Forecasting the future of the world's most populous nation has
long had its perils among China watchers. But on one point a
consensus is emerging: Power in China is undergoing a sea change.
With supreme leader Deng Xiaoping virtually off the political
stage and his successors consolidating power, control over China's
dynamic economy and the ruling Communist Party has become more
diffused. Some examples:
*Jiang Zemin, who as president, party chief, and head of the
Central Military Commission, holds more top posts than did Mr.
Deng, has nonetheless had to rely on building coalitions to govern.
"The current leaders believe that the nation needs a one-party
state to constrain dissent," writes William Overholt, a Hong Kong
banker and author of "China: The Next Economic Superpower." But
"governance ... after Deng will be spread among many leaders, and
their policies will depend more on broad support and the consensus
*Rich coastal provinces have taken or been given sweeping
China's economic and territorial expansion will require a
political structure to accommodate increasingly diverse social
groups and national goals.
"Beijing has already created a de facto federal economic
system," says Huang Yasheng, a fellow at Harvard University's
Center for International Affairs.
*Beijing's moves to grant Hong Kong broad autonomy under the
"one country, two systems" formula points toward the evolution of a
Chinese political federation. This month's appointment of Hong Kong
shipping tycoon Tung Chee Hwa as the post-colonial chief executive,
rather than a party cadre, highlights this political shift.
The success of Hong Kong's reunification could portend the rise
of "Greater China" as an economic superpower in the next half
These events and trends indicate China's economic and
territorial expansion will require an evolving political structure
to accommodate increasingly diverse social groups and national
goals, say some analysts and Chinese officials.
Many of China's greatest challenges and successes as it faces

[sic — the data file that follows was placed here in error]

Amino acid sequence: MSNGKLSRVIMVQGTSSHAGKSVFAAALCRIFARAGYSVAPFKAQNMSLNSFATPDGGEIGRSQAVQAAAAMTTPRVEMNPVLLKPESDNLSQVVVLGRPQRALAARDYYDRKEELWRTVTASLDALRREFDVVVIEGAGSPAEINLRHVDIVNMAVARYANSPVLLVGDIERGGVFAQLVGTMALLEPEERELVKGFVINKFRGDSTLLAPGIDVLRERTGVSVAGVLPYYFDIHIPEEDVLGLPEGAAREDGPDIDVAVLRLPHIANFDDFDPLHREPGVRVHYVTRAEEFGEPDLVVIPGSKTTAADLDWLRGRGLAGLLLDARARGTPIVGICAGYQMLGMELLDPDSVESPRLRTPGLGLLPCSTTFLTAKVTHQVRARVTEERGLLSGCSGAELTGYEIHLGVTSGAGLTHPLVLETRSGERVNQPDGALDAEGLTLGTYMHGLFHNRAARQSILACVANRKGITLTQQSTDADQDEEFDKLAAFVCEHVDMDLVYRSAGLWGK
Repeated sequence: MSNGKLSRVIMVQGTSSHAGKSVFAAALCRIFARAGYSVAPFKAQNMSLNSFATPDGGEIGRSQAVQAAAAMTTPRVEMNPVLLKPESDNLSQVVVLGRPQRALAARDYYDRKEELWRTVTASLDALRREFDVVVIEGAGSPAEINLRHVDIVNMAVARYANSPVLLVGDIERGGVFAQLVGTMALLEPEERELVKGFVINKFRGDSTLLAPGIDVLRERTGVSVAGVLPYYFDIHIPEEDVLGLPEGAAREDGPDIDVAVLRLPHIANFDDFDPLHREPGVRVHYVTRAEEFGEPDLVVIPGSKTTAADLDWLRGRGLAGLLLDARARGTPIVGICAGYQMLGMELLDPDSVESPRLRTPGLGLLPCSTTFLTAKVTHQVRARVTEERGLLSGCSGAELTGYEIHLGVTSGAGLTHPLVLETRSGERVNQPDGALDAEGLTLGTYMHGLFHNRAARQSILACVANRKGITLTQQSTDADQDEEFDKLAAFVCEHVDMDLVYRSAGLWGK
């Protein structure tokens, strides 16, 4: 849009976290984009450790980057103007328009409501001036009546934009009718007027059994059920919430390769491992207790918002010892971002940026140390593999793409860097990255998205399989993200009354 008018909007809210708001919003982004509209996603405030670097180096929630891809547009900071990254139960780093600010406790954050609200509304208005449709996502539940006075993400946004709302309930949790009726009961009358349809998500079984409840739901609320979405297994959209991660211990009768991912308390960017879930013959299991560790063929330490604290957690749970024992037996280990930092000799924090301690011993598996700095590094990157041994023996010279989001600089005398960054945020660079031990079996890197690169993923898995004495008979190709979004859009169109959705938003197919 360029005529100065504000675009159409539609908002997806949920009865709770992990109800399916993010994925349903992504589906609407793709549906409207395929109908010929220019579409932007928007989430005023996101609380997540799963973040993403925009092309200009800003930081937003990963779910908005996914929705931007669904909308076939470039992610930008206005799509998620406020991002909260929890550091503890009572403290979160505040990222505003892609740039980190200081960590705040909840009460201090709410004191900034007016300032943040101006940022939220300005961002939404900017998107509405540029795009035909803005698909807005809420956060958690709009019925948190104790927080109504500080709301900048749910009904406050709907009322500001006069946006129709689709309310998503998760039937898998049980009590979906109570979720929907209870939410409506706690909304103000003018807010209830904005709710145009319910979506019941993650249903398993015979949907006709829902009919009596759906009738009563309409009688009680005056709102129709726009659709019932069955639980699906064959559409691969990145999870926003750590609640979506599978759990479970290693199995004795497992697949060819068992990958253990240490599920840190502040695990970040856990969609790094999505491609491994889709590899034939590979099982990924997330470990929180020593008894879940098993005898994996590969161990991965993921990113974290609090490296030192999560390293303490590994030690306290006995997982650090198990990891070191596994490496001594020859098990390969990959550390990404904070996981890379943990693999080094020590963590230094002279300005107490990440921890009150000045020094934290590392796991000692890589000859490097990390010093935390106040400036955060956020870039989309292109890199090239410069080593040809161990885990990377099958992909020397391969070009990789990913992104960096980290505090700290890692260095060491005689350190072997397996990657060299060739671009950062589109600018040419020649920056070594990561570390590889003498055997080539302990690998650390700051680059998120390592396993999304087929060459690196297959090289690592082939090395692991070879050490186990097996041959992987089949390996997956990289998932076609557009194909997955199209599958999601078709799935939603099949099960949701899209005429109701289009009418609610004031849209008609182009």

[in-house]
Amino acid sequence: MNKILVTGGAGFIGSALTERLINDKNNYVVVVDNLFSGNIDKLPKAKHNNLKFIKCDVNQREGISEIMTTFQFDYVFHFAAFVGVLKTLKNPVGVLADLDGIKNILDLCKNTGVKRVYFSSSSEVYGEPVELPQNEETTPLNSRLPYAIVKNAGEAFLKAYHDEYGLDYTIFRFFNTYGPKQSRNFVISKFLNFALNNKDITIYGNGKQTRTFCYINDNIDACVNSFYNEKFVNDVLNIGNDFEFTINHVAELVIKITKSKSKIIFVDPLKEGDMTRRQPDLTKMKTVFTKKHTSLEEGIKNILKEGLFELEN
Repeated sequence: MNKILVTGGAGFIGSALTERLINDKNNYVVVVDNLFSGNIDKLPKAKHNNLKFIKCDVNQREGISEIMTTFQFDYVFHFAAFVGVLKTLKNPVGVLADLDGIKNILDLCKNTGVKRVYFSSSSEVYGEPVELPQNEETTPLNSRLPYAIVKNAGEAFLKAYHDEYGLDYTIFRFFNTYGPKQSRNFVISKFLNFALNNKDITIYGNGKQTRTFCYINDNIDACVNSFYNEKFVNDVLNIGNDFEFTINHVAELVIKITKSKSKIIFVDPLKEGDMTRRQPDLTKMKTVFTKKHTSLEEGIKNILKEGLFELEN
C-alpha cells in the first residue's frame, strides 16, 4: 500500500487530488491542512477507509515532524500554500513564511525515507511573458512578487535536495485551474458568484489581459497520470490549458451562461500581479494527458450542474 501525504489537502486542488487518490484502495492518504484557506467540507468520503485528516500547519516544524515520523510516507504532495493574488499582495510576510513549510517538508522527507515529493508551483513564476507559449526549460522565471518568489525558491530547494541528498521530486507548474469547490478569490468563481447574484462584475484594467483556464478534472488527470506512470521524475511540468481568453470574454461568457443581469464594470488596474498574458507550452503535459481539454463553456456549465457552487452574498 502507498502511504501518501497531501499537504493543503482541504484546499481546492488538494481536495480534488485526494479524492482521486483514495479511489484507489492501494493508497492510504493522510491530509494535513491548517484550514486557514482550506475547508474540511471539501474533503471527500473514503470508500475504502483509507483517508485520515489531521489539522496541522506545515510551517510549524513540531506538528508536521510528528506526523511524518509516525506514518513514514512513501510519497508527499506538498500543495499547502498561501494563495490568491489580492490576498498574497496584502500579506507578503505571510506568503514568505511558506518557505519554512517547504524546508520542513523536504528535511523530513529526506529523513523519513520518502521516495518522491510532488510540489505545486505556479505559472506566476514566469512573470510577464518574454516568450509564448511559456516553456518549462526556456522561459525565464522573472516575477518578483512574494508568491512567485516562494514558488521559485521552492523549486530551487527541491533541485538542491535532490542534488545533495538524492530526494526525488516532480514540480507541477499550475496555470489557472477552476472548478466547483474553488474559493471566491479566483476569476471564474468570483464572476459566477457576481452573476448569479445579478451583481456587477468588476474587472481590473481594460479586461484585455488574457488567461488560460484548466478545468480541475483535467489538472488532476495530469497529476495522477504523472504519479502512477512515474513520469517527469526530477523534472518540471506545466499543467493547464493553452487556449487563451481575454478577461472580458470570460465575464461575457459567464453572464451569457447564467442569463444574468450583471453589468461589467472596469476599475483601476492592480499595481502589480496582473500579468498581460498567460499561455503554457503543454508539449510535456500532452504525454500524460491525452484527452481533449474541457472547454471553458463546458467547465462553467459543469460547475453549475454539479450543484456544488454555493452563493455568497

the 21st century are direct legacies of the elderly Deng's rule.
When Deng gained power in the 1970s, he began dismantling Mao
Zedong's centrally planned economy and devolving some powers to the
Deng's market reforms unleashed an unparalleled era of growth,
with China's economy projected to become the world's largest within
decades. But he resisted all proposals for reform in the political
realm, and like Mao, maintained a tight fist over the party's
rigid, Leninist structure.
Deng ruled by controlling the Army, the party, and the state and
maintained an autocratic leadership style mirroring that of
countless generations of emperors who preceded him.
None of his political heirs, however, carries Deng's prestige as
a founder of the Communist dynasty. They will therefore find it
much more difficult to fend off pressures to follow economic reform
with political change.
Since being designated Deng's successor in 1989, Mr. Jiang has
agreed to share power: Reformist Zhu Rongji oversees the economy
while Qiao Shi, who has extensive contacts with both the liberal
and conservative factions of the party, heads the National People's
Congress, which has been called a rubber-stamp legislature.
Qiao has "a broader vision of the future than some of his
colleagues," says Mr. Overholt, and has led calls that "the
Congress be recognized as the ultimate source of authority. …